September marks the birthday of three significant composers in musical history. Below I’ll highlight some of their major accomplishments. This summary will only scratch the surface of these brilliant minds, so, if you like what you read and/or hear, do some research of your own and dive deeper into the lives of these significant composers!
Antonín Dvořák (September 8, 1841 – May 1, 1904): Hailing from what is now the Czech Republic, Dvořák was skilled in adapting and assimilating folk tunes into his compositions. He was known as a master symphonist, with his 9th symphony “New World” being his magnum opus. Dvořák composed this piece while he was director of the National Conservatory of Music in New York City. He’s stated that his influences were African-American spirituals, especially heard in the Largo section of the work.
Dimitri Shostakovich (September 25, 1906 – August 9, 1975): Shostakovich was a Russian pianist and composer whose style embodied both neoclassical and atonality. He would have a strained relationship with his country of origin for sounding too “Western” at times. Keep in mind this was the Soviet Union during the Cold War Era. Nevertheless, Shostakovich’s music has had a vast influence over the composers proceeding him. One piece has been used extensively in movies and commercials, see if you can spot it!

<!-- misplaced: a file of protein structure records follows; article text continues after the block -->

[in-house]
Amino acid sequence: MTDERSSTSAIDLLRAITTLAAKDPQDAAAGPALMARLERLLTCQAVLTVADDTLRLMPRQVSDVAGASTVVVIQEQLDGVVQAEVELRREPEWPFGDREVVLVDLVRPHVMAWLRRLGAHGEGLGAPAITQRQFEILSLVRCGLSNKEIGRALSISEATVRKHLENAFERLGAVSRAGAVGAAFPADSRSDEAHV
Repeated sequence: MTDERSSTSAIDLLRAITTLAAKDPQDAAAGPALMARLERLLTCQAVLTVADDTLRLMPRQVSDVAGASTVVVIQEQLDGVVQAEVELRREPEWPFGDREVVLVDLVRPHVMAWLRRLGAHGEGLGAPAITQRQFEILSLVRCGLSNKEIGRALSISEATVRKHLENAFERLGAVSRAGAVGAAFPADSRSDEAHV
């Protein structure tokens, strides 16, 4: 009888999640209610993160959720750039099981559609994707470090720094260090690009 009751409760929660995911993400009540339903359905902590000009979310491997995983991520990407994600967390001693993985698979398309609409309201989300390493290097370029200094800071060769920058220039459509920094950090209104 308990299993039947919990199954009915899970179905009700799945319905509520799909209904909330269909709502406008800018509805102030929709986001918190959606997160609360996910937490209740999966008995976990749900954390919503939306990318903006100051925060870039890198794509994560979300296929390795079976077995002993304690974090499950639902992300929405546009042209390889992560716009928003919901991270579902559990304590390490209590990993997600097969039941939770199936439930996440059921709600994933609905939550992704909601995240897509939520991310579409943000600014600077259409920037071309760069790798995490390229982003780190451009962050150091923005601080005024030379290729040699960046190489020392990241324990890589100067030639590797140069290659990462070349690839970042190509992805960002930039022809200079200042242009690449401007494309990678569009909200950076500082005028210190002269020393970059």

Arnold Schoenberg (September 13, 1874 – July 13, 1959): Schoenberg was an Austrian composer who developed the twelve-tone technique of composition. This new style of music was atonal, in other words, lacking a key center. For the amateur listener listening to twelve-tone music can be difficult, so understanding the inner workings is key to true appreciation! It is pertinent to also note that Schoenberg also composed tonal music early in his music career. Schoenberg’s legacy would affect many composers after him such as Berg, Webern, Boulez, Stockhausen, and Babbitt.